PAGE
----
Island, Western Australia
Dirk Hartog Island is the site of the first European landing in Australia in 1616. Dirk Hartog Island was named after the captain of the ship, The Eendracht. Today Dirk Hartog Island is one of Australia's most unique and remote eco tourism destinations and is located in the World Heritage Site, Shark Bay.
Wyalkatchem, Western Australia (pronounced while-catch-em)
Situated under 200 kilometers from Perth, Wyalkatchem is a small town of approximately 620 people with huge community spirit. The town lies on the old Goldfields Track, where people hunted for gold in the 1800s and is home to Australia's largest collection of wildflowers. A must stop during wildflower season.
The serene harbour of Hells Gate gets its name from re-offending convicts being shipped to the area. The harbour entrance is perceived by many as a death trap, with vessels having to navigate the rocky surroundings. Interestingly, the top two metres is fresh water from the Gordon River while underneath turns to salt water from the sea. Visitors can enjoy prehistoric rainforests in the area which are home to a variety of birdlife including rear native species such as the Carpentaria Grass Wren and the Red Tailed Black Cockatoo.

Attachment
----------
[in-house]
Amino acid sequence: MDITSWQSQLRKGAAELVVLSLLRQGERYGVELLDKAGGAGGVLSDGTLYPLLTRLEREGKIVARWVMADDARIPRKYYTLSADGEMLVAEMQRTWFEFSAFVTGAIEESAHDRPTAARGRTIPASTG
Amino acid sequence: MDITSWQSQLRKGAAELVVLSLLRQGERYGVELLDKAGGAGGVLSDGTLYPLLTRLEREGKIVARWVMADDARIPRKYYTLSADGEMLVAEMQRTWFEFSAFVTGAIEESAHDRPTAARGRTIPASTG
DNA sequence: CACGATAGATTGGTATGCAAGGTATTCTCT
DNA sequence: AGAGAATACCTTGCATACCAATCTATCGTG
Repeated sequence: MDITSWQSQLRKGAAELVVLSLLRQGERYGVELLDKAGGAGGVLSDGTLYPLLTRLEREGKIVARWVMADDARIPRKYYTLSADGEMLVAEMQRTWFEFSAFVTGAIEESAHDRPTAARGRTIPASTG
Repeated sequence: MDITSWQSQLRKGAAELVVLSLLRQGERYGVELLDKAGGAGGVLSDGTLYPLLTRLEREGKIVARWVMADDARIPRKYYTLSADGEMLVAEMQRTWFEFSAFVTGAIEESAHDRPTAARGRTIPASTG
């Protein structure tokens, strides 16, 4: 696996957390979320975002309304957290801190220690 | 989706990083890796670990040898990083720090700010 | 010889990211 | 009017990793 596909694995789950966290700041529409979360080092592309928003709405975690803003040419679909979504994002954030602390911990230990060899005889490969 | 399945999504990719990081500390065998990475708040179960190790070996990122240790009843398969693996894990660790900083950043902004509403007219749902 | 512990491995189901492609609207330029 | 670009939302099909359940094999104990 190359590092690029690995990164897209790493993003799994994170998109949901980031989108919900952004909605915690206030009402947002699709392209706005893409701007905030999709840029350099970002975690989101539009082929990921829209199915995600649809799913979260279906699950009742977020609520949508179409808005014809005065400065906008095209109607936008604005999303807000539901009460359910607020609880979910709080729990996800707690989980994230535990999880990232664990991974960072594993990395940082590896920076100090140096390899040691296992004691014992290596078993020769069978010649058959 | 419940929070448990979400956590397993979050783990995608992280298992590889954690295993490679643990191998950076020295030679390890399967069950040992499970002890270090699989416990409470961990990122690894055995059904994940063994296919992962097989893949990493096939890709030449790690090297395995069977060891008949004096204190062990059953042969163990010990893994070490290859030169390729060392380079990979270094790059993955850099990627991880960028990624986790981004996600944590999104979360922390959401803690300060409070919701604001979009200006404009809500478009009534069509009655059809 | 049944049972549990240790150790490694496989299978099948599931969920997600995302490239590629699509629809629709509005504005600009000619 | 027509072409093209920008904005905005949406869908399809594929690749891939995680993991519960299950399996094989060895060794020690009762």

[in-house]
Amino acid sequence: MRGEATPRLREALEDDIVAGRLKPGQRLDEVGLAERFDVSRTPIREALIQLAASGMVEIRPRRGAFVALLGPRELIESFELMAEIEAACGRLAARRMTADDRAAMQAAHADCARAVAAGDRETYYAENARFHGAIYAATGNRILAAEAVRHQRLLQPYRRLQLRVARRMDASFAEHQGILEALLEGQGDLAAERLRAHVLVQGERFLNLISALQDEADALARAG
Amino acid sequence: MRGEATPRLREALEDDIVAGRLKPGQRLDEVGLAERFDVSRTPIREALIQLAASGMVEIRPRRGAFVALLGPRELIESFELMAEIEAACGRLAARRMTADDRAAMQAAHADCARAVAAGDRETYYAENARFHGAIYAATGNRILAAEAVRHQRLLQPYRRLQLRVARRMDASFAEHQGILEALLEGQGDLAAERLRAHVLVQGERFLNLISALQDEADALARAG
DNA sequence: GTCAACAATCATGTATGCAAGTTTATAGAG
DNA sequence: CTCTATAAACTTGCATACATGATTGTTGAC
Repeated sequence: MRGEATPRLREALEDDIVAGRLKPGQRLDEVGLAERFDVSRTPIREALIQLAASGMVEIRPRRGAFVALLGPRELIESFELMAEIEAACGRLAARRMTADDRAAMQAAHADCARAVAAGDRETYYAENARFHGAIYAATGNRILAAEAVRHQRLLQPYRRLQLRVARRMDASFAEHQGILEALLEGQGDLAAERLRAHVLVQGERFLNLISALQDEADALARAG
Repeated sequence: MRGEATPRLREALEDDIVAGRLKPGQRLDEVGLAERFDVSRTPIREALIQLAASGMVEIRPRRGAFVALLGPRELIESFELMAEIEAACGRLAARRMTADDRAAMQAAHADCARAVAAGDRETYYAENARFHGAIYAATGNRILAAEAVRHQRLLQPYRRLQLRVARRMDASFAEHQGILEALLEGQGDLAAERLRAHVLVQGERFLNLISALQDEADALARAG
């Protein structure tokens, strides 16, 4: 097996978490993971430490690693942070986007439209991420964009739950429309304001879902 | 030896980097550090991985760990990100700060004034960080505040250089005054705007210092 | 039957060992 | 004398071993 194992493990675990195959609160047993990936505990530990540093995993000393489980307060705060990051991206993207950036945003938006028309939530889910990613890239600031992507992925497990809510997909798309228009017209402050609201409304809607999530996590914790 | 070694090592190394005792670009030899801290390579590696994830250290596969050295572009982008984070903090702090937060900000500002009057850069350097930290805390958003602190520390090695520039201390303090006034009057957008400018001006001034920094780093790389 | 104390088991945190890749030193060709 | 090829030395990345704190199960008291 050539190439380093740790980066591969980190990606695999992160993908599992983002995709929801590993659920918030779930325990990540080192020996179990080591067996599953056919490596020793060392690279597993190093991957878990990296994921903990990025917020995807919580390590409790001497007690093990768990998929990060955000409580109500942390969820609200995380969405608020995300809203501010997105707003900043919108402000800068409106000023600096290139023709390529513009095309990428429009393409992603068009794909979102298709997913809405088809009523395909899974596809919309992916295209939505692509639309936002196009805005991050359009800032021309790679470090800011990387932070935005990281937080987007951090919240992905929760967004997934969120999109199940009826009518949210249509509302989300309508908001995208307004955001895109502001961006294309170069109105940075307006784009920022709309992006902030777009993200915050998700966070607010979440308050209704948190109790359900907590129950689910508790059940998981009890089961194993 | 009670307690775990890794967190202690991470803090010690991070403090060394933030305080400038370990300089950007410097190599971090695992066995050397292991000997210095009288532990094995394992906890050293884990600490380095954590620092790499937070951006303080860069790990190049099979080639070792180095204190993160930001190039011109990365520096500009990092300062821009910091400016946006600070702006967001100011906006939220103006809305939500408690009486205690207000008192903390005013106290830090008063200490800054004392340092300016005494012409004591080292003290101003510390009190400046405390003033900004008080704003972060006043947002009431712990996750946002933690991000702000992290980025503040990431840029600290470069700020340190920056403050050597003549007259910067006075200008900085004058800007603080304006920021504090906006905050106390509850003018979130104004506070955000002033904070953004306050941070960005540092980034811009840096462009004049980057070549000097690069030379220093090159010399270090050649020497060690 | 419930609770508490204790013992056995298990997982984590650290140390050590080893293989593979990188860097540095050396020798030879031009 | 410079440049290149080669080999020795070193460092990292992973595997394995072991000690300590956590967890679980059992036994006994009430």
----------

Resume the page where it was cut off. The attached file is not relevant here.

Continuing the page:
Gympie is an old mining town situated along the Brue Highway on the Fraser Coast. The name Gympie is derived from a local stinging tree which the Aborigines called gimpi gimpi. In Rotaract Park, alongside the Bruce Highway, is a statue called Husman Place which is dedicated to the minors who worked in Gympie during the gold rush. If you're in the area, be sure you head south to Nambour which is home to the giant pineapple of Australia.
Humpty Doo lies 47 kilometres from Darwin on the Arnhem Highway. It is famous for the failed post-war agricultural experiments that took place in the 1950s. Everything that could go wrong did go wrong with the experiments and they were eventually called off and the land forfeited to the government. Today, Humpty Doo is a large residential suburb that attracts people who want to escape city life and live outside Darwin, but still within easy commuting. Daring visitors can take a trip to Graeme Gow's Reptile World which houses over 300 different species of snakes, including Australia's deadliest varieties.
Bust-Me-Gall Hill and Break-Me-Neck Hill, Tasmania
Situated on the road from Hobart to Orford, these famous hills are true to their names both with incredibly steep inclines making both the ascent and decent very difficult. It is uncertain how the names derived, however it is believed that early east coast settlers and travellers used these terms to describe the hills and the names stuck. If you're up for a challenge, visitors can join a four day cycling tour of the east coast which includes navigating both these hills in quick succession. The views over Freycinet Peninsula makes the ascent worth while.